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On charts below the 0% line is important. When the curves are under 0% there’s a decline, when they go over 0% it’s an increase. The changes show that the situation in terms of hospitalisations started to worsen after 20 August.

More importantly, when a value is north of 0% but the curve descends, it means an increase at a slowing rate, rather than a decrease. If the curve is above 0% and ascending, it is an increase at an accelerating rate. When we are under 0% and the curve goes lower, it translates into an accelerating decrease, and when it goes up it marks a decelerating decrease.

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As you can see on the graphs below (showing the same data for a longer (left) and a shorter period (right)), ventilated COVID-19 patients / COVID-19 patients in hospital ratio has started to climb again.

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A couple of graphs about the positivity rate. Not reassuring, either of them, weather they show a longer term or more recent developments.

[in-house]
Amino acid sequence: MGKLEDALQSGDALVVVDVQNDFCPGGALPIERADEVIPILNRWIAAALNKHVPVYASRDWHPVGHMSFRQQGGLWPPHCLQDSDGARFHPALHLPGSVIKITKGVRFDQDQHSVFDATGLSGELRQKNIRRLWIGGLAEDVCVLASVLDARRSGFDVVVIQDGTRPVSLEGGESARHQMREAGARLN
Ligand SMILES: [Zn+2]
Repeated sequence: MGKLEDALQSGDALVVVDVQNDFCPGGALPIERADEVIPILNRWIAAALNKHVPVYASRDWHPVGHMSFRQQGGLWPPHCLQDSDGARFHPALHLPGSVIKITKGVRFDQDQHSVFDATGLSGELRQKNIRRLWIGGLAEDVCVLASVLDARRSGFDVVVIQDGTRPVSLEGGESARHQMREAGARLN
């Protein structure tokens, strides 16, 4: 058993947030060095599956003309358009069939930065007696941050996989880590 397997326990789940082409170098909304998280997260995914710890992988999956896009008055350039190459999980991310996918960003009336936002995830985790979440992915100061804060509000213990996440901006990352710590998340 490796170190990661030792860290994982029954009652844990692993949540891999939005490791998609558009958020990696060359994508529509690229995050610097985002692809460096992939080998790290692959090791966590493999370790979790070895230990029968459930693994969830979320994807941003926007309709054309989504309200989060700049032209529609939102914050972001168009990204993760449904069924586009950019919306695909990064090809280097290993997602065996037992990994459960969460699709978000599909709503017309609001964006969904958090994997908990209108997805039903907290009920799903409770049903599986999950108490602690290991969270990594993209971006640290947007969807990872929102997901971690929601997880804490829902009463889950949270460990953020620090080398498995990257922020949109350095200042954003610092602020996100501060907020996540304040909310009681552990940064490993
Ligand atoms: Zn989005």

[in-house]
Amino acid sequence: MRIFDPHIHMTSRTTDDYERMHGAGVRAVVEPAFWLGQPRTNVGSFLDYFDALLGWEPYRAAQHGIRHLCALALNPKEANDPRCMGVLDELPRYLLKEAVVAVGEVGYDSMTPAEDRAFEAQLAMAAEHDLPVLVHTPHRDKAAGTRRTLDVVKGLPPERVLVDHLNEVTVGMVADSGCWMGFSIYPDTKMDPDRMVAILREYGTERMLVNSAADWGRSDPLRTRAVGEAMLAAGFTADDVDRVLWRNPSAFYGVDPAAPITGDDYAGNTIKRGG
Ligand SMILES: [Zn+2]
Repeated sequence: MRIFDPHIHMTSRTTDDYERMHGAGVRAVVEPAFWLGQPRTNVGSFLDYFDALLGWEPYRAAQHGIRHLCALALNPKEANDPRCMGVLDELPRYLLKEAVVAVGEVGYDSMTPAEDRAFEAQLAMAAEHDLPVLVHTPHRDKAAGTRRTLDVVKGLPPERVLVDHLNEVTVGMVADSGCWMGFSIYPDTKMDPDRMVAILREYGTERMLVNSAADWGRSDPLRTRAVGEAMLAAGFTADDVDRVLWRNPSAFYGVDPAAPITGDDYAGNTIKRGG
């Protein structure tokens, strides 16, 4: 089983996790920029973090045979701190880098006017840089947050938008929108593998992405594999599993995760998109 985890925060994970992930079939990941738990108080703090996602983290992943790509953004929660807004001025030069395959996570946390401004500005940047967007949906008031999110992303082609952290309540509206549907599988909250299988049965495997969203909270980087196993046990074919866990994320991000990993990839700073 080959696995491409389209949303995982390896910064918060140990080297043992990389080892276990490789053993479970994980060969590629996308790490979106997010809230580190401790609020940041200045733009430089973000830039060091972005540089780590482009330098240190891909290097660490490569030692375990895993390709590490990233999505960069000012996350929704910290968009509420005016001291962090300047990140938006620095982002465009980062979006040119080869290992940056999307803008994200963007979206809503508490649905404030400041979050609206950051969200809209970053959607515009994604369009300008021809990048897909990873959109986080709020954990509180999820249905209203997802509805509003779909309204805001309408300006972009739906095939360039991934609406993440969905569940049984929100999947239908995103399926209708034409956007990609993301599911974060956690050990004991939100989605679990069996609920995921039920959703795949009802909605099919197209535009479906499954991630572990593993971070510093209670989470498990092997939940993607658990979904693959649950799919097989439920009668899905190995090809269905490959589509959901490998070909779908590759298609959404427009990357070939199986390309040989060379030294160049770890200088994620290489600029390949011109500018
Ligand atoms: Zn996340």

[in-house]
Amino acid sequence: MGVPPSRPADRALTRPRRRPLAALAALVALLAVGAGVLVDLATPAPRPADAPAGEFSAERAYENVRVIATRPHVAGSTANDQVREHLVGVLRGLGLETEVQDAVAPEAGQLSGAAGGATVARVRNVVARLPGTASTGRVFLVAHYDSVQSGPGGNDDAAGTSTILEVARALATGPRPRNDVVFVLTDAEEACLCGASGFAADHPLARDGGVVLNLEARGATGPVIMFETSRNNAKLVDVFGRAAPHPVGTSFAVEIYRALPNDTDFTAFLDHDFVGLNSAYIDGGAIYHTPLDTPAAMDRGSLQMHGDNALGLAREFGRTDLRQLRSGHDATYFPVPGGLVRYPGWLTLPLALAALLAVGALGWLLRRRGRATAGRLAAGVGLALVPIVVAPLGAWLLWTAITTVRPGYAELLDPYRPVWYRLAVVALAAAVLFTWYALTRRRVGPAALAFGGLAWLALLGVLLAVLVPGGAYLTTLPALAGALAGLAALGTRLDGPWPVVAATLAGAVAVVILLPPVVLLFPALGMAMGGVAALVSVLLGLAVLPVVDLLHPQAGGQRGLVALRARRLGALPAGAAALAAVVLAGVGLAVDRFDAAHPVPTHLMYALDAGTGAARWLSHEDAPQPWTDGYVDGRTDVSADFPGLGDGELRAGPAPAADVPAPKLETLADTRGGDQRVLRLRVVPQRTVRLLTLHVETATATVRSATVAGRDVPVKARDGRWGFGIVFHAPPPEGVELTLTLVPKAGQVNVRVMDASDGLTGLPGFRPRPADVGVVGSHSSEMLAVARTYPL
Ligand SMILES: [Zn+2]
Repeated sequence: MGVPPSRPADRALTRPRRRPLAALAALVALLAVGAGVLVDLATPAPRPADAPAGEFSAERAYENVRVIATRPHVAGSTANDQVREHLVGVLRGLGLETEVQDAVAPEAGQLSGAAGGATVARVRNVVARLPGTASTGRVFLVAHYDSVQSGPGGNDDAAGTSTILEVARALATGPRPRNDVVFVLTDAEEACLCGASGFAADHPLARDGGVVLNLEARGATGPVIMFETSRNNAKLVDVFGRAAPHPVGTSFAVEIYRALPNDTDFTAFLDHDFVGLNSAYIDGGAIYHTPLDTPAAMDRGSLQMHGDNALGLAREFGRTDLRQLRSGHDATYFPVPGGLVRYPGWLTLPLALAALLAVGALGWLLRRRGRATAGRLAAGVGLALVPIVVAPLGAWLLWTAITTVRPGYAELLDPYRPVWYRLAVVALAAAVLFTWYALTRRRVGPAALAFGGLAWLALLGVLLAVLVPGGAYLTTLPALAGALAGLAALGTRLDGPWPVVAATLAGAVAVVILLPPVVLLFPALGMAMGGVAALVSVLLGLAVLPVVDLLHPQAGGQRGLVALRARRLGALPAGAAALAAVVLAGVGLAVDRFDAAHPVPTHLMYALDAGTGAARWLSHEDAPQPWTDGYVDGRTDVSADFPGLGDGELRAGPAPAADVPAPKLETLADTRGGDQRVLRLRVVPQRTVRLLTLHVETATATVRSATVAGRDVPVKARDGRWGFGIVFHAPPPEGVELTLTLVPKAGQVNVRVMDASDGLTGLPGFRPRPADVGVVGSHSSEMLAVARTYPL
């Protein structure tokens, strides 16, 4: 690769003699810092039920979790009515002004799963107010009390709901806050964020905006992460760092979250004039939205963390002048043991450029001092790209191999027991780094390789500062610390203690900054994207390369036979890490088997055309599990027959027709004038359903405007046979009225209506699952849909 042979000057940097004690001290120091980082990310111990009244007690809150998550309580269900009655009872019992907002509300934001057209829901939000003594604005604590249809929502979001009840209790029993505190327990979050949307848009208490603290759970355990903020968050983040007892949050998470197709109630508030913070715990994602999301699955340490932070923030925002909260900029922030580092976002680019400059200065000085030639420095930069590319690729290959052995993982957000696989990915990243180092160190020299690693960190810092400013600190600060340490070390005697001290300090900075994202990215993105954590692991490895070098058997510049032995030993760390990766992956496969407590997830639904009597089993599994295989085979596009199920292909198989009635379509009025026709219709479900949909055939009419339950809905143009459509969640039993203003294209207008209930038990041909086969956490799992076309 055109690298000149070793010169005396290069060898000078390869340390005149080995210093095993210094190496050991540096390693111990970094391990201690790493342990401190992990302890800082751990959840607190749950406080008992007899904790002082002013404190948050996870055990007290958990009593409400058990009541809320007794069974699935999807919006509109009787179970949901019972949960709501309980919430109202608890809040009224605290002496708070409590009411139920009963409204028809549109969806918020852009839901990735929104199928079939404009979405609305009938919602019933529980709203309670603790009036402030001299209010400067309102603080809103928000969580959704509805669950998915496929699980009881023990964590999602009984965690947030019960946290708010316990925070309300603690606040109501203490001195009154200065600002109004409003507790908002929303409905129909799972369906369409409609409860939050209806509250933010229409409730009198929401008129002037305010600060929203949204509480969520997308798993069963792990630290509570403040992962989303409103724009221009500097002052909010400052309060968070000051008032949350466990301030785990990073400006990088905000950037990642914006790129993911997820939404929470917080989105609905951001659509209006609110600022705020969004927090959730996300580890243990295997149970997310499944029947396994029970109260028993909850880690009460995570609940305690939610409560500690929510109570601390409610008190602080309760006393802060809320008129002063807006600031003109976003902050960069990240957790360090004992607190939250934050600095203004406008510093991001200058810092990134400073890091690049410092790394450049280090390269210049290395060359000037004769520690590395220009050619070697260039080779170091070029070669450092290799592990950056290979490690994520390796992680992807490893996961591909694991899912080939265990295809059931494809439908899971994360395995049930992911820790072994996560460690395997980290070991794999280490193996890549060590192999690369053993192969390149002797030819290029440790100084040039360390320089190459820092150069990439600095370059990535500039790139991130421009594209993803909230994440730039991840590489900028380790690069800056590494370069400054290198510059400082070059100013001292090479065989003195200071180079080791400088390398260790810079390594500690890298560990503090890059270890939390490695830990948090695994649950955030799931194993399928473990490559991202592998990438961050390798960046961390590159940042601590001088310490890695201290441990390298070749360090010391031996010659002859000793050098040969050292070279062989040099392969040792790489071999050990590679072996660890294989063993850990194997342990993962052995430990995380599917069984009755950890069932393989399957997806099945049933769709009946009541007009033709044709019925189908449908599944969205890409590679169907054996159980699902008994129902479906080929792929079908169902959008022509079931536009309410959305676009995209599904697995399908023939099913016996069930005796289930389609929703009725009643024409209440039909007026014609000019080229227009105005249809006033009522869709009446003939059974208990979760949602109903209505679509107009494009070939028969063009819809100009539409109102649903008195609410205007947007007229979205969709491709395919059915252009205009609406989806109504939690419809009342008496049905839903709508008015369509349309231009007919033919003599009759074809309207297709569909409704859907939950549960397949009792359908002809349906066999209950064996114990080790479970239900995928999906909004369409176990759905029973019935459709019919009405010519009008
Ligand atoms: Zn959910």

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When the Case Fatality Rate (CFR, shown on a reversed scale below) drops. the pandemic starts to gather momentum, because CFR = deaths / registered cases. There is an increasing number of new confirmed COVID-19 cases but the number of Covid fatalities is just starting to catch up. Whatever looks like a drop on the chart, is actually an increase in reality. On this chart the CFR is shown in parallel with the number of new daily confirmed cases, as well as their 3-day and 7-day averages.

CFR is the number of Covid fatalities divided by the number of confirmed cases. If you perform very few tests as Hungary does, you'll have massive underdetection. The number of deaths rise but the number of confirmed cases remains relatively low, hence the high CFR.

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As regards the left-hand chart below, the number of new COVID-19 cases accumulated since 28 August is only 5.8% lower than in the same period of 2020, while it was 28% lower only two weeks ago and nearly 50% lower six weeks ago. In the meantime, the accumulated time Covid patients spend in hospital is 34% shorter than a year ago, while it was about 18% lower four weeks ago and nearly 10% higher eight weeks ago. (The turnaround came about on 22 September, about a month after the no-restrictions four-day celebrations of the foundation of the state on 20 August.)